Nancy Davenport

Nancy Davenport, Workers (leaving the factory) (installation view), 2008 

Nancy Davenport, Workers (leaving the factory), installation view, 2008. 

Nancy Davenport, Workers (leaving the factory), video still, 2008. 

Nancy Davenport, Workers (leaving the factory) 2008. 

Nancy Davenport, Workers (leaving the factory) (installation view), 2008 

A Canadian artist living and working in New York, Nancy Davenport (b. 1965, Vancouver) constructs reality-bending images that fall somewhere between photography and moving image, stillness and high-speed, fiction and document. In 2004, Davenport began Workers (leaving the factory) an evolving series of projects that transforms itself for each exhibition context. Growing out of the artists's enduring interest in the shifting relations between individuals and institutions, workers reflects on the historical representation of labour and the complex social transformations of contemporary industry.

For MADE UP, a new sequence of Workers was commissioned and shot at the Jaguar car plant in Halewood, Merseyside. Against the background of Ford’s sale of Jaguar to Indian Conglomerate Tata, the piece focused on the manufacture of a red X-Type car, which Davenport followed through a hypnotic assembly line. The artist combined digital photography and video to track the elegantly efficient process, from inception to test run. She also documented a parallel journey: the drive to work of one of the factory workers, captured from a surveillance camera mounted on the bumper of his car.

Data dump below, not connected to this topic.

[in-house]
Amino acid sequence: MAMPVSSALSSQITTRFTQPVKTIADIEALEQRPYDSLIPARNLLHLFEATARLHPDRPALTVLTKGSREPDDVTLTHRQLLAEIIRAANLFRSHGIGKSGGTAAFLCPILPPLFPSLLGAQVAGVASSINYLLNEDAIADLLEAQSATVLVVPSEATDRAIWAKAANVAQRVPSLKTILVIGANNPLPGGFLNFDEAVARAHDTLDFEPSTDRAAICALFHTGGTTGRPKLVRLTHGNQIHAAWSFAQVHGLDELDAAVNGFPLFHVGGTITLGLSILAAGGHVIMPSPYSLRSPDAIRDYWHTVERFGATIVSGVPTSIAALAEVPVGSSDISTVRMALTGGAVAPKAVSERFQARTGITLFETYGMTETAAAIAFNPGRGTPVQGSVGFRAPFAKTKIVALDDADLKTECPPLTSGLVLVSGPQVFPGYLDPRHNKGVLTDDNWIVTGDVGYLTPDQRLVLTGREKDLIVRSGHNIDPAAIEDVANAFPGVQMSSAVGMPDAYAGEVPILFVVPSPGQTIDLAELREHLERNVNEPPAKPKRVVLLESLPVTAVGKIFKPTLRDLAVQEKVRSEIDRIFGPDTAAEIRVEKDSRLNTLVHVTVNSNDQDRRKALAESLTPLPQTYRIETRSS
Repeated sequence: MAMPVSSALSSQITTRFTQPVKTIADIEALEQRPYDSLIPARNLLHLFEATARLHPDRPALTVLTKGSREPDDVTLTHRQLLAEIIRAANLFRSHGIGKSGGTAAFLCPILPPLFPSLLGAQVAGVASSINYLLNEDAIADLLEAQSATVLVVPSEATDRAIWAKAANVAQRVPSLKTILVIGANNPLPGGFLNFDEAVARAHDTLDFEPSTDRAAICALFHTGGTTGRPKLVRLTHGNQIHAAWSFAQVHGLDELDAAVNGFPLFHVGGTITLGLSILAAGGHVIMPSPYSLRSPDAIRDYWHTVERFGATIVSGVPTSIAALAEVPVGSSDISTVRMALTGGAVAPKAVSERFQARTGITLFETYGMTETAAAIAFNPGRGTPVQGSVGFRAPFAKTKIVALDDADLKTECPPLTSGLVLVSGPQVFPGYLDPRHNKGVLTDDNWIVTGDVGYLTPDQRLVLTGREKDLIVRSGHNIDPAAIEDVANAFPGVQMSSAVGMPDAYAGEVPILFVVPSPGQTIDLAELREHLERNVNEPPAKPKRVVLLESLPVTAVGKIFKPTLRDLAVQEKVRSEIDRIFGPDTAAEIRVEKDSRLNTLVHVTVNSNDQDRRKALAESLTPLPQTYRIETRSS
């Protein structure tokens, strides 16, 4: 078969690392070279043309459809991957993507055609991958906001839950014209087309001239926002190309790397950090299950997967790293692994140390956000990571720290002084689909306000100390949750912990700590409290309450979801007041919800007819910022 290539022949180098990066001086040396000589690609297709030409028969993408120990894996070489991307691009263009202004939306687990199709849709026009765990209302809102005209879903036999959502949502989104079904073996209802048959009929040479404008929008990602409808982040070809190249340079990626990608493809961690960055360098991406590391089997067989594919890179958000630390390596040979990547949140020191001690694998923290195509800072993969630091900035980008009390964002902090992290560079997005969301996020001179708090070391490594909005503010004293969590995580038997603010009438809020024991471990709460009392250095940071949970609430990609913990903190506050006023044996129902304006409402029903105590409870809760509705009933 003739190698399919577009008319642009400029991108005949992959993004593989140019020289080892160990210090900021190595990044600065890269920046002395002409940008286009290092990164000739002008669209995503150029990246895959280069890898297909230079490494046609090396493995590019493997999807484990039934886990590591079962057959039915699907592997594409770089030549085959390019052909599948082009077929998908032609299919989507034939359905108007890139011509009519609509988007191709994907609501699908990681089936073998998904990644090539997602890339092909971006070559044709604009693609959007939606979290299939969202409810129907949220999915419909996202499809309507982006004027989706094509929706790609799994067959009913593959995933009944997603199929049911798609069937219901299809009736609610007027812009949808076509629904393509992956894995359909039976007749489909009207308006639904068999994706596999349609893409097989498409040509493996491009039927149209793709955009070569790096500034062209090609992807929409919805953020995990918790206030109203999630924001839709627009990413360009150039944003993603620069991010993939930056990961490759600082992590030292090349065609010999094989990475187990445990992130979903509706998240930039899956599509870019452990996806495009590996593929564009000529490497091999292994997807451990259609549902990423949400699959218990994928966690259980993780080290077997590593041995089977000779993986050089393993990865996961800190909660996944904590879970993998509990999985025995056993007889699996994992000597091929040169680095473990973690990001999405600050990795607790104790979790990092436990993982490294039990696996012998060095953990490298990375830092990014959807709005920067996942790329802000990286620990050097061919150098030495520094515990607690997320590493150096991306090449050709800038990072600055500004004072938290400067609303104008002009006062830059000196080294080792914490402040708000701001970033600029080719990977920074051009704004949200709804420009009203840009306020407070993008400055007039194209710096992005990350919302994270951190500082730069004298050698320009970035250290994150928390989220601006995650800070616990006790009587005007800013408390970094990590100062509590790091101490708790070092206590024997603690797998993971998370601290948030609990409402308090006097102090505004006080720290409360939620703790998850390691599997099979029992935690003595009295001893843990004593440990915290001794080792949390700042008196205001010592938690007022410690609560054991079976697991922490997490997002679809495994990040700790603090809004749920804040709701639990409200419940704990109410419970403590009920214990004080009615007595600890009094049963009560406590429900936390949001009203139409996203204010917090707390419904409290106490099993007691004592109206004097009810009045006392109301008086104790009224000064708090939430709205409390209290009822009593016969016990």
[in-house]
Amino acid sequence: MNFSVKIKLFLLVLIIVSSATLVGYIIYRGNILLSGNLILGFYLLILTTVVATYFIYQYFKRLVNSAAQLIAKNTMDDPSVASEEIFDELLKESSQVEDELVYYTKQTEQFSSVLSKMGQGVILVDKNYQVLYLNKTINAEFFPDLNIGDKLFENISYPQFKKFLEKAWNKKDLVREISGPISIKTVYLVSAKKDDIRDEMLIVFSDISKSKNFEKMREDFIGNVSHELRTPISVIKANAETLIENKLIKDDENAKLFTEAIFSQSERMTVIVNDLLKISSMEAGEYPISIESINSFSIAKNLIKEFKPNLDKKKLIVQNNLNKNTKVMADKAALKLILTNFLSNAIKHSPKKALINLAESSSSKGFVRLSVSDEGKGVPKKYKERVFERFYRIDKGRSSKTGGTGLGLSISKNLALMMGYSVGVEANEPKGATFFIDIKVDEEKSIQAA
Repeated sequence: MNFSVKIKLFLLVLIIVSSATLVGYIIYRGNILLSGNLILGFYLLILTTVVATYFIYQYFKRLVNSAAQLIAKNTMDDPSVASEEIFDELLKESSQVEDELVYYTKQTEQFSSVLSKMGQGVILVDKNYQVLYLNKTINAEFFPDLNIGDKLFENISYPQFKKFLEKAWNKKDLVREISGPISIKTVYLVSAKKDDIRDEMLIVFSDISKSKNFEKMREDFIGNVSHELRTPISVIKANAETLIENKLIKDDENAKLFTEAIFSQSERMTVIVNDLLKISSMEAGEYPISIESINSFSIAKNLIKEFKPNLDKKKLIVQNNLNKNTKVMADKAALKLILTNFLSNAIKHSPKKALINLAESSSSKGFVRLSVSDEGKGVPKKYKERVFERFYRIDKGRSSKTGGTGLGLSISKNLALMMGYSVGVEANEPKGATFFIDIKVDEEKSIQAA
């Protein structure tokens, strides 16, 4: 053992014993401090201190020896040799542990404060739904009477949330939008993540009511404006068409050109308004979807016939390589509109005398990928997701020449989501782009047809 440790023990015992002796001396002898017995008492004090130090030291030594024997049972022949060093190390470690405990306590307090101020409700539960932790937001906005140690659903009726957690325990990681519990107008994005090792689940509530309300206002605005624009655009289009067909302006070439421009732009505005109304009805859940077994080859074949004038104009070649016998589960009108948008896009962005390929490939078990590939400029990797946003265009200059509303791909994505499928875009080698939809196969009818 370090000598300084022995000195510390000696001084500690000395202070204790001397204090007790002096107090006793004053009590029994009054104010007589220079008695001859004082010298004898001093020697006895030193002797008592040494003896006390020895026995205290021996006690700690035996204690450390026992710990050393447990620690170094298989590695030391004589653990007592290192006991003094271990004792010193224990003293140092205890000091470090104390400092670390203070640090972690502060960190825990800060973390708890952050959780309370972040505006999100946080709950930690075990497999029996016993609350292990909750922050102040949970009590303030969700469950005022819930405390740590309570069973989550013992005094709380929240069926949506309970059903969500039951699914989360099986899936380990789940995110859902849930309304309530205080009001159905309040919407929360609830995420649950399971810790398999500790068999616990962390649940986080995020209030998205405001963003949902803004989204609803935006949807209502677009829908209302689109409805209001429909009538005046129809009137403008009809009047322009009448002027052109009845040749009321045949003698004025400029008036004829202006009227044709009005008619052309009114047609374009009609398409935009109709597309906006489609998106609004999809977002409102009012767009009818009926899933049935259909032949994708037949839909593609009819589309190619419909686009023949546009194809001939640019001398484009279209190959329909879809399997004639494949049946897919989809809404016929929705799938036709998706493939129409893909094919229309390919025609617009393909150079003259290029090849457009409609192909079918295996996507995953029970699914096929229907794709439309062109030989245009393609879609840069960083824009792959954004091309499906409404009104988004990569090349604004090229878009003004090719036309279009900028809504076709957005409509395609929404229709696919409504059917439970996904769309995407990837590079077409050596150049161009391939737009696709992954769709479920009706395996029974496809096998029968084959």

The new sequence was inspired by two cult car films of the 1970s: British Sounds (Jean-Luc Godard and Jean-Henri Roger) and C'etait un rendezvous (Claude Lelouch). Designed as a political artefact, Godard’s film was commissioned and later banned by BBC Weekend Television in 1969 and is famous for its ten minute tracking shot of an MG assembly line. Lelouch’s piece has been described as ‘one of the most irresponsible films ever made’ and features a frantic eight-minute drive through the streets of Paris shot in a single take at a top speed of 200 km/h. Davenport reconfigured elements of these two polemical films (the allure of the machine and the need for new forms of political resistance), while referring to labour relations and the pull of offshore trade.

Within an utterly contemporary framework, Davenport developed and pieced together these apparently diverse plots and evoked a scenario where all events, both human and robotic, became related and cyclical. In previous sequences of Workers, presented as a multi-channel installation, Davenport referenced two of the first films ever projected before an audience: Workers Leaving the Lumiere Factory (1894) and Journey to the Moon (1902) by George Melies. 

A century after Lumiere’s film it can be said that factories have little allure for the camera. Hinting at the poetic linkage of fantasy and documentary style in the early days of cinema, Davenport’s piece recreated the movement of the employees of a global corporation through both realistic and imaginary spaces – a factory, a virtual lounge and a spaceship venturing into outer space. Also on show was a special edition of preview posters, with a nod to both agitprop and advertising.

The overlap of narratives and sources throughout Workers aims to register the complexity of our present moment, the changing notions of community and locality, and the legitimacy of art as a means of social enquiry. 

Nancy Davenport at Liverpool Biennial 2008

Workers (leaving the factory), 2008
Multi-channel video installation, with single channel projection and six monitors
Commissioned by Liverpool Biennial 2008
Exhibited at Open Eye Gallery

Supported by

Canada House Arts Trust